On your first visit at Prairie Home Wellness and Counseling, your therapist will ask you to complete paperwork about your personal, family, work, and mental health history. She will then spend about an hour talking with you about your current concerns, your history, and your hopes for your future. If you feel ready to continue working in therapy, you will work together to come up with a plan to help you feel better, including how often you will meet and what your goals are for therapy and for your life.
How Often Will I Come? How Do I Know When I’m Done With Therapy?
If you decide to continue with your counseling process, your therapist will work with you to come up with a personalized treatment plan. How often and how long you attend therapy can vary a lot; sometimes, people hit a bump in the road and just one or two visits with a psychologist is enough to help them get back on their path and feel better. Other times, especially after trauma or with chronic mental health problems, you might meet regularly for a year or several years.
You might work through one problem and be ready to take a break from therapy and then find yourself struggling with something else; just as you would with your family doctor, you can always come back for more support when you need it. We expect that within six to ten sessions you will begin to feel better and to see some of the positive effects from therapy. We will talk openly throughout the journey about your progress and your desires for therapy.
How Can I Make the Most of My Therapy Experience?
Therapy works a little differently than a visit to your doctor or dentist, where you typically rely on the medical provider to provide you with a diagnosis and tell you what to do to get better. In therapy, you won't be told what to do, but instead, you'll work closely with your psychologist to problem solve, feel emotions, work on relationships and communication, and make positive changes in your life. It will be an active collaboration, and research has shown that good outcomes result from you being an active, engaged participant in the entire therapy process.
What does this mean?
Help set goals for treatment. Work with your psychologist to come up with a timeline. Ask questions about your treatment plan. If you don’t think a session went well, share that feedback and have a dialogue so that the psychologist can respond and tailor your treatment more effectively. Ask your psychologist for suggestions about books or websites with useful information about your problems.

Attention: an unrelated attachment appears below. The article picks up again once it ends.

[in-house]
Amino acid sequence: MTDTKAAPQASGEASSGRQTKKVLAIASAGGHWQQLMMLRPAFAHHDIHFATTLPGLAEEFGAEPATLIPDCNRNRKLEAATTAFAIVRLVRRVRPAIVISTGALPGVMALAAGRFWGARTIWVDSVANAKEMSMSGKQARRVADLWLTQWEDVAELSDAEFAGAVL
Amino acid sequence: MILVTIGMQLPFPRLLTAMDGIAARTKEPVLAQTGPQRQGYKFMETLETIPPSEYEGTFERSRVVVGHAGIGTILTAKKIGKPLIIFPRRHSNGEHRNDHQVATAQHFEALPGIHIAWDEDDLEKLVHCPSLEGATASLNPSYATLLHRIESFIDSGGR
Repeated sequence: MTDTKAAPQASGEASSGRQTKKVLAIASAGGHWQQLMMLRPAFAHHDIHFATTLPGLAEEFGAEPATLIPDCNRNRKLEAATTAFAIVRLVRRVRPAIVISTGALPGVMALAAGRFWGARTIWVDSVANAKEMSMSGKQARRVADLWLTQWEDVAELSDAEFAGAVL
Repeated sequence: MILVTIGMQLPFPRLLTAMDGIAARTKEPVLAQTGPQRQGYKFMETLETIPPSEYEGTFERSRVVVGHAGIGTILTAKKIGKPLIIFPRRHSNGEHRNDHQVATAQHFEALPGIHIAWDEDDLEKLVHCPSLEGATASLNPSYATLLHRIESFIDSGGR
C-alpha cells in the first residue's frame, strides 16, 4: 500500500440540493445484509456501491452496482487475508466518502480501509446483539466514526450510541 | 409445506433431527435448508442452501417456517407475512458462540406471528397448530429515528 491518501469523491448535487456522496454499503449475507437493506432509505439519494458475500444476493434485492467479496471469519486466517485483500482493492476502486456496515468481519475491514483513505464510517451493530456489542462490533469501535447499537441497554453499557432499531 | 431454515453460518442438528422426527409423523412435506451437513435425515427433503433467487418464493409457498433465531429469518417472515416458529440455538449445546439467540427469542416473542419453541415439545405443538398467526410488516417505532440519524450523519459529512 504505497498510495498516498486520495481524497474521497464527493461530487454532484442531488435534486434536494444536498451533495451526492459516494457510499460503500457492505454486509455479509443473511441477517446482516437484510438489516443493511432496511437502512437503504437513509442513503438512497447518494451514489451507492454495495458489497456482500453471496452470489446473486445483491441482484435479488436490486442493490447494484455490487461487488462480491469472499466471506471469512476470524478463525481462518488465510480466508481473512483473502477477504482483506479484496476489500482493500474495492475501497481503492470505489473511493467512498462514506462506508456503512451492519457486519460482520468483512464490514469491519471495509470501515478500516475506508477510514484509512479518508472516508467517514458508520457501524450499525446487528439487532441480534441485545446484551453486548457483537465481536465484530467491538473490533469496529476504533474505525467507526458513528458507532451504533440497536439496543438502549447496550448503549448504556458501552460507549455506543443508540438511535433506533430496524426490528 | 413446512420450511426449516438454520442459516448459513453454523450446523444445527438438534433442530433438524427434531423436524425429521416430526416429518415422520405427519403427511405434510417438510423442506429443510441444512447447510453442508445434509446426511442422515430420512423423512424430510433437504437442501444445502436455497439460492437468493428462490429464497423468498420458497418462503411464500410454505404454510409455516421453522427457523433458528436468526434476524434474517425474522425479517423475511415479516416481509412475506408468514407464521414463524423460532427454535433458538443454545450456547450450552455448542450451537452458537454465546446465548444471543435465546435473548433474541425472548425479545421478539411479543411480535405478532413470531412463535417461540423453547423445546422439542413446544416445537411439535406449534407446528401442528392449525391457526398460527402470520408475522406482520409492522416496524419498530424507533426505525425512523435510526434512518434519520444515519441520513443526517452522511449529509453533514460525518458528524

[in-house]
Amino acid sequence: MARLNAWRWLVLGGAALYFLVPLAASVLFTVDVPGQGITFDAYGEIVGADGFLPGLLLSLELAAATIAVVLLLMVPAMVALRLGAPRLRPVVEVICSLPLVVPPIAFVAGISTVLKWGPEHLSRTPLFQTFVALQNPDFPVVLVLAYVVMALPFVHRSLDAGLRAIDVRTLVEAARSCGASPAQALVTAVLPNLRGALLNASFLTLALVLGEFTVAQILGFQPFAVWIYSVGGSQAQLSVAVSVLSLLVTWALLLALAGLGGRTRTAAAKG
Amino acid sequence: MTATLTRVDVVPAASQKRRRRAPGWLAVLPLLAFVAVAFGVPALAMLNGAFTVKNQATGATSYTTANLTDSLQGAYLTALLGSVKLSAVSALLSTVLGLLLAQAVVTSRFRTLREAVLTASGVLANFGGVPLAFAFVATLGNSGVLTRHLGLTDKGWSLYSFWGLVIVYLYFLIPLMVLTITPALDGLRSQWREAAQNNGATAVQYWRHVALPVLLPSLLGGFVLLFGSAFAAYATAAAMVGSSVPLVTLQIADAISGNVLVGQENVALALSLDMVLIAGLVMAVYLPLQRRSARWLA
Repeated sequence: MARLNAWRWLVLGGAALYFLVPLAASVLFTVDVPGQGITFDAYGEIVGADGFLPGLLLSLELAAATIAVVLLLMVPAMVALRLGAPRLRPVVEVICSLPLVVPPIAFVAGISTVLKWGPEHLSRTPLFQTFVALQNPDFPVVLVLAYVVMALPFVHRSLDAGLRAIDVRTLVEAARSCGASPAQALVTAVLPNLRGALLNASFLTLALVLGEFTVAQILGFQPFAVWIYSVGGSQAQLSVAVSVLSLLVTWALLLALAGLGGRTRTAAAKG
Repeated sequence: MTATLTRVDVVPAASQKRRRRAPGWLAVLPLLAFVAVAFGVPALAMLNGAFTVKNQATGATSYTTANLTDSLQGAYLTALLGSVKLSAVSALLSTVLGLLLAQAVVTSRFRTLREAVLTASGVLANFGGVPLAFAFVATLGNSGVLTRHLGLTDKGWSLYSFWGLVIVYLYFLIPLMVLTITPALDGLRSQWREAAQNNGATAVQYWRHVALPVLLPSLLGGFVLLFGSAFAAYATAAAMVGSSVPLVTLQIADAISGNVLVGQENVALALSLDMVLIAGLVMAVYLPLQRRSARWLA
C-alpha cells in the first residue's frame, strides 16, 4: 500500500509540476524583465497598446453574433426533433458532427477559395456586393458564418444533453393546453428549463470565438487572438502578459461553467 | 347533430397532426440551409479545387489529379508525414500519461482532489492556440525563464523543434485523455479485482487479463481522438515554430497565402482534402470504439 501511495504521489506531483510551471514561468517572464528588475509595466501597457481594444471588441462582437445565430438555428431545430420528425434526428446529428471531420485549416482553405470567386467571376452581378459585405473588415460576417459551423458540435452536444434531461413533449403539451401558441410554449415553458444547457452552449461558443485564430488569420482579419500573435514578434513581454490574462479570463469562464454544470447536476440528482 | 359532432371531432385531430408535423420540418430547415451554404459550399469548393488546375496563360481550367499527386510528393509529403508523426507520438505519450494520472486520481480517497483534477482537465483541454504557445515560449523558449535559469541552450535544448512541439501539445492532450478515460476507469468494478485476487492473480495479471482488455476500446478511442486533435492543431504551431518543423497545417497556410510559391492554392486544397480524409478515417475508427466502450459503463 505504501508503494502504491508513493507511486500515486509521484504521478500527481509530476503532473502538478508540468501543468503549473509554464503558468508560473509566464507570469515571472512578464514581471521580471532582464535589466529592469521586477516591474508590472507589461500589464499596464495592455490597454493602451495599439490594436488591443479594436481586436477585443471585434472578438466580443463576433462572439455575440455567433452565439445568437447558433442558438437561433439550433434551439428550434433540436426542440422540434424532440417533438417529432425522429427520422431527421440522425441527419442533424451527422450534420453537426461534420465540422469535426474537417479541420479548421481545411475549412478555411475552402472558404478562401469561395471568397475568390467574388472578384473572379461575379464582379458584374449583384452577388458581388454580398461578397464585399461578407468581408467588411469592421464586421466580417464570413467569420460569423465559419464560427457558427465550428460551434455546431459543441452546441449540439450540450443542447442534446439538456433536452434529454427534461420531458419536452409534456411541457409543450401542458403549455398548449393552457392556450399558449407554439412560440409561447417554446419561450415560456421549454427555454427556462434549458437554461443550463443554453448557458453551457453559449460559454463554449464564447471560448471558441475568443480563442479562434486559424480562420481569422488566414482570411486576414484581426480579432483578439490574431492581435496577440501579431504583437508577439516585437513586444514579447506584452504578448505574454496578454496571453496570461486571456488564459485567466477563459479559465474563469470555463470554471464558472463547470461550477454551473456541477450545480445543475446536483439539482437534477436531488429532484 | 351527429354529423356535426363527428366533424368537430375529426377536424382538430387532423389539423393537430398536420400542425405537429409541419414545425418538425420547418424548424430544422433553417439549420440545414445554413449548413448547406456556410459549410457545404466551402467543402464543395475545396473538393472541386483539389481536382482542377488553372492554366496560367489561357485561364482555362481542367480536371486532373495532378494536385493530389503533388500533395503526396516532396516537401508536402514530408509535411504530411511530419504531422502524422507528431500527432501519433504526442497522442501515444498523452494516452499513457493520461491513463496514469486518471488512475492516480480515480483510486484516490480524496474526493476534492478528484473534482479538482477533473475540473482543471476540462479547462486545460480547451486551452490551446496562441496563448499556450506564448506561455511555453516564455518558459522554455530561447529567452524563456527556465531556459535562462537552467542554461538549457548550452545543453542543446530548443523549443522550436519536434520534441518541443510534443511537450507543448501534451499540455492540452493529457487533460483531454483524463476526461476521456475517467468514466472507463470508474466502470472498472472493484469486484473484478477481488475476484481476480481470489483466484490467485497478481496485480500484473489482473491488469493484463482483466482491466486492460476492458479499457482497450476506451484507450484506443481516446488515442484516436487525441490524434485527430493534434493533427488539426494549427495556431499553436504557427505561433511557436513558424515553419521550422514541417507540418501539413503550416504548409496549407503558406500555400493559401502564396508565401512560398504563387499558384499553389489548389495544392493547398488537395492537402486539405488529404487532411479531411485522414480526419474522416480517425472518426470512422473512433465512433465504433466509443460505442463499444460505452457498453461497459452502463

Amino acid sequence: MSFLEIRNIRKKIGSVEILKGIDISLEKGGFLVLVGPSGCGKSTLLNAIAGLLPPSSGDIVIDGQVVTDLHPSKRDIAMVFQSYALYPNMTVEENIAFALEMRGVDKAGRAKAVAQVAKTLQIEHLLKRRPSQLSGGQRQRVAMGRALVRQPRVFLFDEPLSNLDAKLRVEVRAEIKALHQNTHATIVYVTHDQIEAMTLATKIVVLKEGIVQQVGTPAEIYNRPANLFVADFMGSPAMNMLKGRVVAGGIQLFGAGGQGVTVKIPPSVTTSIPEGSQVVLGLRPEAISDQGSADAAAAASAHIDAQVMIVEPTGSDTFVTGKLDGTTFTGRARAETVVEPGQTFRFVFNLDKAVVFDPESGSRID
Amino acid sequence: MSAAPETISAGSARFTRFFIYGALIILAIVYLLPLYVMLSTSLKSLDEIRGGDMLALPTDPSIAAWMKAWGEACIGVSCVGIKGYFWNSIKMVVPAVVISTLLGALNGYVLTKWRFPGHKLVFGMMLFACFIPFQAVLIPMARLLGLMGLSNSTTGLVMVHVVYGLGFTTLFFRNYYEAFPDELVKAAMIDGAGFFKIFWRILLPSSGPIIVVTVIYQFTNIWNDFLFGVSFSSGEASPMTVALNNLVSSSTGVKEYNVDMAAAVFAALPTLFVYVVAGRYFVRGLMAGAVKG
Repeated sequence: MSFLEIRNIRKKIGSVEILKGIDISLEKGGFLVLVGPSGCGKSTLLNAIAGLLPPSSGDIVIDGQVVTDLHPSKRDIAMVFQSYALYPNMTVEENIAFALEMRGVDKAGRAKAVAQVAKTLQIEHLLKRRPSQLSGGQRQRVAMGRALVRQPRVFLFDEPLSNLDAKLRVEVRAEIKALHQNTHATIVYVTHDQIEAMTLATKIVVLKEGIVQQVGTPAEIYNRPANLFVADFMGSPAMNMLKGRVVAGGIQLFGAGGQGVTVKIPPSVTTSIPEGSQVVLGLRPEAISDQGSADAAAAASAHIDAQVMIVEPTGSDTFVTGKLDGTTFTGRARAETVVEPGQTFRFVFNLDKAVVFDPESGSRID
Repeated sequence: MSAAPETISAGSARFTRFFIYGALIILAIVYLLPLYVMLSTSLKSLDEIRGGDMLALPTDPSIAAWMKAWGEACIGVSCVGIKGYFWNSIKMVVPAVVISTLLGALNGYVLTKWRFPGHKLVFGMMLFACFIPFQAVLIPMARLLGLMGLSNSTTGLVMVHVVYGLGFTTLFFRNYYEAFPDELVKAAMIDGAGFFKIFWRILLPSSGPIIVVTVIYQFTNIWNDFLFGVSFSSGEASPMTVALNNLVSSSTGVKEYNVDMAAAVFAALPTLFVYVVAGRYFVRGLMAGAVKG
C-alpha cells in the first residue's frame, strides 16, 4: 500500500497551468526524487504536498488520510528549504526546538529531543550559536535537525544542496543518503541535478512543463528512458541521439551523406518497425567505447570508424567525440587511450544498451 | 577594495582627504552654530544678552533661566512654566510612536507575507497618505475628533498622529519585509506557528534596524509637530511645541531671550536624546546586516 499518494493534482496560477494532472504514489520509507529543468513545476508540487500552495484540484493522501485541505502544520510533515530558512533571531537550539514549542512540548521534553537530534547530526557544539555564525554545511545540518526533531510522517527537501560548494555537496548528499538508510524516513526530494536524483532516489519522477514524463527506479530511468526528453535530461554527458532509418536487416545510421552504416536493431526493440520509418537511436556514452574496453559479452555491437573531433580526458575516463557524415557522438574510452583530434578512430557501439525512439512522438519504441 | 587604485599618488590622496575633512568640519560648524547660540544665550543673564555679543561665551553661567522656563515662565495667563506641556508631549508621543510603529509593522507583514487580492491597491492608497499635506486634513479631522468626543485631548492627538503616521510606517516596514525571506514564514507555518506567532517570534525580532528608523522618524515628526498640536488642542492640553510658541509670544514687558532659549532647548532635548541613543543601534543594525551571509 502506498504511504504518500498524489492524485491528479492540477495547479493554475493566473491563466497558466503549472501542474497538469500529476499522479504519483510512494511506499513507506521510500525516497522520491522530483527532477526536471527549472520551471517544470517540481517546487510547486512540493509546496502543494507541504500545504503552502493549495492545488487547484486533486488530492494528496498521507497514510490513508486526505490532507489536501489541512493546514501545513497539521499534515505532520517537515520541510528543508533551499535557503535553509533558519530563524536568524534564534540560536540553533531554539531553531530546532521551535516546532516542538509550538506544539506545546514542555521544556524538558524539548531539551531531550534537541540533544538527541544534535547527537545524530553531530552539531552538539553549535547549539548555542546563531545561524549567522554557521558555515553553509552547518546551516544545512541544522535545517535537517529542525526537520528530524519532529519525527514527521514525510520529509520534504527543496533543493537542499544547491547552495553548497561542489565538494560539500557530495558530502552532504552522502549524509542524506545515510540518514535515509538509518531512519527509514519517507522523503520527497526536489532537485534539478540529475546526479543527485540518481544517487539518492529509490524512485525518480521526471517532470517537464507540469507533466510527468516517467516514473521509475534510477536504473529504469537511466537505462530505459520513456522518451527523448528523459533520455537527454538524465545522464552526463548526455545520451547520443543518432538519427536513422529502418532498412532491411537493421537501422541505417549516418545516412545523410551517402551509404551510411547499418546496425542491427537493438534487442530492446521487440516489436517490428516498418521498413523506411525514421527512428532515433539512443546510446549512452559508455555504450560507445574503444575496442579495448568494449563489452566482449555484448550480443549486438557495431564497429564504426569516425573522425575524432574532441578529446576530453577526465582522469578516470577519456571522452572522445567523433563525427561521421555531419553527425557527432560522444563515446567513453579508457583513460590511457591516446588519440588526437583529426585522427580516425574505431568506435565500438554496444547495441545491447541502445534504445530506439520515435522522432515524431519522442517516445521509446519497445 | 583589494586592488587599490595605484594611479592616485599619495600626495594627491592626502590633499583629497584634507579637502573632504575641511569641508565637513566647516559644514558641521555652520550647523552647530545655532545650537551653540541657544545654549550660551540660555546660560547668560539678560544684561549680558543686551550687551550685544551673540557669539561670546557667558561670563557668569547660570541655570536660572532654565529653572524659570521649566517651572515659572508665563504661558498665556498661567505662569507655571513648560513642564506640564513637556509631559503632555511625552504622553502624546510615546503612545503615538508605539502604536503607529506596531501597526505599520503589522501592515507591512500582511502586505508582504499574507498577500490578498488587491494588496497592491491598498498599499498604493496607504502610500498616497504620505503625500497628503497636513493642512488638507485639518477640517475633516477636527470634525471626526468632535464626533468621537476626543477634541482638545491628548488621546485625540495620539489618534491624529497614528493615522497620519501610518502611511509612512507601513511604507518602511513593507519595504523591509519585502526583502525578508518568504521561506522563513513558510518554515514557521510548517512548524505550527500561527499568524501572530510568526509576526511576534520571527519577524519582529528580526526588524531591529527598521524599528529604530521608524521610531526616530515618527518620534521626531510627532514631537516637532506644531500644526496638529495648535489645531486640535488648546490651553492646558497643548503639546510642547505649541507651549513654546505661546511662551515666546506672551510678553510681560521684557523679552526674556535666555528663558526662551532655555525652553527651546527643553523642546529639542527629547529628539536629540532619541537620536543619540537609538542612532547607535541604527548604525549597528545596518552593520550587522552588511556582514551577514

And because behavior change is difficult, practice is also key. It’s easy to fall back into old patterns of thought and behavior, so stay mindful between sessions. Notice how you’re reacting to things and take what you learn in sessions with your psychologist and apply it to real-life situations. When you bring what you’ve learned between sessions back to your psychologist, that information can inform what happens in his or her office to further help you. Through regular practice, you’ll be able to maintain your progress after you’re done and apply these skills to other difficult situations in your life.
Keep in mind that as psychotherapy progresses, you may feel overwhelmed. You may feel more angry, sad or confused than you did at the beginning of the process. That doesn’t mean psychotherapy isn’t working. Instead, it can be a sign that your psychologist is pushing you to confront difficult truths or do the hard work of making changes. In such cases, these strong emotions are a sign of growth rather than evidence of a standstill. Remember, sometimes things may feel worse before they get better. Don't be afraid to talk about this with your therapist!
(Information from the American Psychological Association – you can find out more at:
What If I Have a Specific Approach I’m Interested In?
Dr. Welter has training in a variety of evidence-based treatments, including Eye Movement Desensitization Retraining (EMDR), Interpersonal Psychotherapy (IPT), Acceptance & Commitment Therapy (ACT), Prolonged Exposure (PE), Cognitive Processing Therapy (CPT), and Cognitive Behavioral Therapy (CBT).
Elizabeth Watters has training in a variety of evidence-based treatments, including Emotion Focused Couples Therapy (EFT), Solution Focused Therapy, Internal Family Systems Therapy (IFS), and Bowen Multigenerational Family Therapy.
If you have a specific approach you have benefited from in the past or are interested in, please let your therapist know. She will work with you to tailor your mental health treatment to meet your needs.
Insurance and Payment
Effective January 1, 2019, Prairie Home Wellness will only be accepting Wellmark Blue Cross Blue Shield and Medicare insurance plans for new clients. For all other insurance providers, expenses will be due at the time of service. If you have another insurance provider, we will be “out of network” and are happy to provide a detailed receipt of services so that you can seek some reimbursement, as some insurance companies will cover a portion of your costs to “out of network” providers. If your insurance will not cover your care and you are unable to pay out of pocket, we are happy to make referrals to other local mental health providers who accept other insurance plans.
All co-payments are due at the time of service.
If you must miss a scheduled appointment, please make every effort to cancel at least 48 hours in advance. Given the shortage of mental health service providers in the area and the importance of full engagement in your healthcare, missed appointments or those cancelled less than 48 hours ahead of your appointment time will be charged the full fee. Insurance will not cover these payments.